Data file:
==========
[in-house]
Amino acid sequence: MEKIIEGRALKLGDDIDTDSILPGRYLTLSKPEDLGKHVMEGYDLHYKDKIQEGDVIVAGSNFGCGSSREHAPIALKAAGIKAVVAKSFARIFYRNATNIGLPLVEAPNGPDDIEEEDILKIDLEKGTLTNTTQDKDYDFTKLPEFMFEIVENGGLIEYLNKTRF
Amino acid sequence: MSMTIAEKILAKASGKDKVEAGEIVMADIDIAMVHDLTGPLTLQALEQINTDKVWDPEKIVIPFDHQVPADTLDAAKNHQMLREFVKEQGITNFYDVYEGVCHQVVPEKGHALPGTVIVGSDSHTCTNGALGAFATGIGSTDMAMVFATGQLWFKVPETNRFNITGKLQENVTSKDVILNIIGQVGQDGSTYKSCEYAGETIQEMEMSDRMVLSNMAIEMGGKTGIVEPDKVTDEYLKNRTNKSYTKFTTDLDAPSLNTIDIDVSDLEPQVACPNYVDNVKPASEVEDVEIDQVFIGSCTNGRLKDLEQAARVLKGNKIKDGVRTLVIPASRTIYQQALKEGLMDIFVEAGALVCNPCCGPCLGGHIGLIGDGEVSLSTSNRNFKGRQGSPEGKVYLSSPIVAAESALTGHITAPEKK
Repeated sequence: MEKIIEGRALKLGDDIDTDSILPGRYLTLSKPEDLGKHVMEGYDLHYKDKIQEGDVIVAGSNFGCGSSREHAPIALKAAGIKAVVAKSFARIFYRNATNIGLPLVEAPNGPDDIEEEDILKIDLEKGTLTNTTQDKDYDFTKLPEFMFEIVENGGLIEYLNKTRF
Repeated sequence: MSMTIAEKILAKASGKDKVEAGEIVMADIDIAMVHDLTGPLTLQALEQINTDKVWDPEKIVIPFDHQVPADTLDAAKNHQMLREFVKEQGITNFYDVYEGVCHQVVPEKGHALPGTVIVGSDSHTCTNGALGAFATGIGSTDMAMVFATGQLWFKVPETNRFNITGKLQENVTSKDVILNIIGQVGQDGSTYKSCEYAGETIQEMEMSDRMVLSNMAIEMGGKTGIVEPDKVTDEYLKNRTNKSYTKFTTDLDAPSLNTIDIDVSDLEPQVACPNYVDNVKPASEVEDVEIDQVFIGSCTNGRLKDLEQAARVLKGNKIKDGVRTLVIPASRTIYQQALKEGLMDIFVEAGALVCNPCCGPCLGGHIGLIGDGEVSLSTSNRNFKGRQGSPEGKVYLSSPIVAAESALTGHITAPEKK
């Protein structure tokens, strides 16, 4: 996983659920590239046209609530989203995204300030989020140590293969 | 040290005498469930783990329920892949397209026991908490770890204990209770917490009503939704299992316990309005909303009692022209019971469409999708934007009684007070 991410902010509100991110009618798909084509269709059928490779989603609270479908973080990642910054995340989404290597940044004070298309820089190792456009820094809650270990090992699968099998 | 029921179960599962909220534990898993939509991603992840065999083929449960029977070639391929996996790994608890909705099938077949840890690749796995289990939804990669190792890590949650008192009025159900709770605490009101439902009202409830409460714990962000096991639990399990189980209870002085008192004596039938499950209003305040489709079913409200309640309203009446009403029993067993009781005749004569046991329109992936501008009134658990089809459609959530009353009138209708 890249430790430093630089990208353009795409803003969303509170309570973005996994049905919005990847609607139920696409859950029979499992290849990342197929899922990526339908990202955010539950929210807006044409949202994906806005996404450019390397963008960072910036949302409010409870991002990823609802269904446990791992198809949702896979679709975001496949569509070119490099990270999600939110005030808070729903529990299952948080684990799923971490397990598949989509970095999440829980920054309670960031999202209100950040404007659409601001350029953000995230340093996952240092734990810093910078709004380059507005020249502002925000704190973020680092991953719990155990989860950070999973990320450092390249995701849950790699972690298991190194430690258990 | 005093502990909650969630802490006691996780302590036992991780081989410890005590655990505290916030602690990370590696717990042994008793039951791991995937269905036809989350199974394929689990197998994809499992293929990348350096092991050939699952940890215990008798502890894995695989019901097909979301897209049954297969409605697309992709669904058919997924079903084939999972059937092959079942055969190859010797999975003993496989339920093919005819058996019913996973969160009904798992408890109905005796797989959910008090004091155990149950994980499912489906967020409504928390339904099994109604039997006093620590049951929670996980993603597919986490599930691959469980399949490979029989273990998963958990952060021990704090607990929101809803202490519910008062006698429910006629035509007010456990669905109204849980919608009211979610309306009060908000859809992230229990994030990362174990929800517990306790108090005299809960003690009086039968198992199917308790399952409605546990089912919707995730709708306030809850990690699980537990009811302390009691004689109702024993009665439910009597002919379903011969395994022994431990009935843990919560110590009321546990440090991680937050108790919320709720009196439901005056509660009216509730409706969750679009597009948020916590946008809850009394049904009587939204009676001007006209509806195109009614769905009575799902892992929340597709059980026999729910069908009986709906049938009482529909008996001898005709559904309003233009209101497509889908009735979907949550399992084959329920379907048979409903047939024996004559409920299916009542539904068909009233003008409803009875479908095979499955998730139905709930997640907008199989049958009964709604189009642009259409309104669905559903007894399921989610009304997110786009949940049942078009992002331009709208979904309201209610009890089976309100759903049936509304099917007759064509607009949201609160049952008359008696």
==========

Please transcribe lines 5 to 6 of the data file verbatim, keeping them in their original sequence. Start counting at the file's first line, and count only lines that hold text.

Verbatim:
Repeated sequence: MSMTIAEKILAKASGKDKVEAGEIVMADIDIAMVHDLTGPLTLQALEQINTDKVWDPEKIVIPFDHQVPADTLDAAKNHQMLREFVKEQGITNFYDVYEGVCHQVVPEKGHALPGTVIVGSDSHTCTNGALGAFATGIGSTDMAMVFATGQLWFKVPETNRFNITGKLQENVTSKDVILNIIGQVGQDGSTYKSCEYAGETIQEMEMSDRMVLSNMAIEMGGKTGIVEPDKVTDEYLKNRTNKSYTKFTTDLDAPSLNTIDIDVSDLEPQVACPNYVDNVKPASEVEDVEIDQVFIGSCTNGRLKDLEQAARVLKGNKIKDGVRTLVIPASRTIYQQALKEGLMDIFVEAGALVCNPCCGPCLGGHIGLIGDGEVSLSTSNRNFKGRQGSPEGKVYLSSPIVAAESALTGHITAPEKK
């Protein structure tokens, strides 16, 4: 996983659920590239046209609530989203995204300030989020140590293969 | 040290005498469930783990329920892949397209026991908490770890204990209770917490009503939704299992316990309005909303009692022209019971469409999708934007009684007070 991410902010509100991110009618798909084509269709059928490779989603609270479908973080990642910054995340989404290597940044004070298309820089190792456009820094809650270990090992699968099998 | 029921179960599962909220534990898993939509991603992840065999083929449960029977070639391929996996790994608890909705099938077949840890690749796995289990939804990669190792890590949650008192009025159900709770605490009101439902009202409830409460714990962000096991639990399990189980209870002085008192004596039938499950209003305040489709079913409200309640309203009446009403029993067993009781005749004569046991329109992936501008009134658990089809459609959530009353009138209708 890249430790430093630089990208353009795409803003969303509170309570973005996994049905919005990847609607139920696409859950029979499992290849990342197929899922990526339908990202955010539950929210807006044409949202994906806005996404450019390397963008960072910036949302409010409870991002990823609802269904446990791992198809949702896979679709975001496949569509070119490099990270999600939110005030808070729903529990299952948080684990799923971490397990598949989509970095999440829980920054309670960031999202209100950040404007659409601001350029953000995230340093996952240092734990810093910078709004380059507005020249502002925000704190973020680092991953719990155990989860950070999973990320450092390249995701849950790699972690298991190194430690258990 | 005093502990909650969630802490006691996780302590036992991780081989410890005590655990505290916030602690990370590696717990042994008793039951791991995937269905036809989350199974394929689990197998994809499992293929990348350096092991050939699952940890215990008798502890894995695989019901097909979301897209049954297969409605697309992709669904058919997924079903084939999972059937092959079942055969190859010797999975003993496989339920093919005819058996019913996973969160009904798992408890109905005796797989959910008090004091155990149950994980499912489906967020409504928390339904099994109604039997006093620590049951929670996980993603597919986490599930691959469980399949490979029989273990998963958990952060021990704090607990929101809803202490519910008062006698429910006629035509007010456990669905109204849980919608009211979610309306009060908000859809992230229990994030990362174990929800517990306790108090005299809960003690009086039968198992199917308790399952409605546990089912919707995730709708306030809850990690699980537990009811302390009691004689109702024993009665439910009597002919379903011969395994022994431990009935843990919560110590009321546990440090991680937050108790919320709720009196439901005056509660009216509730409706969750679009597009948020916590946008809850009394049904009587939204009676001007006209509806195109009614769905009575799902892992929340597709059980026999729910069908009986709906049938009482529909008996001898005709559904309003233009209101497509889908009735979907949550399992084959329920379907048979409903047939024996004559409920299916009542539904068909009233003008409803009875479908095979499955998730139905709930997640907008199989049958009964709604189009642009259409309104669905559903007894399921989610009304997110786009949940049942078009992002331009709208979904309201209610009890089976309100759903049936509304099917007759064509607009949201609160049952008359008696």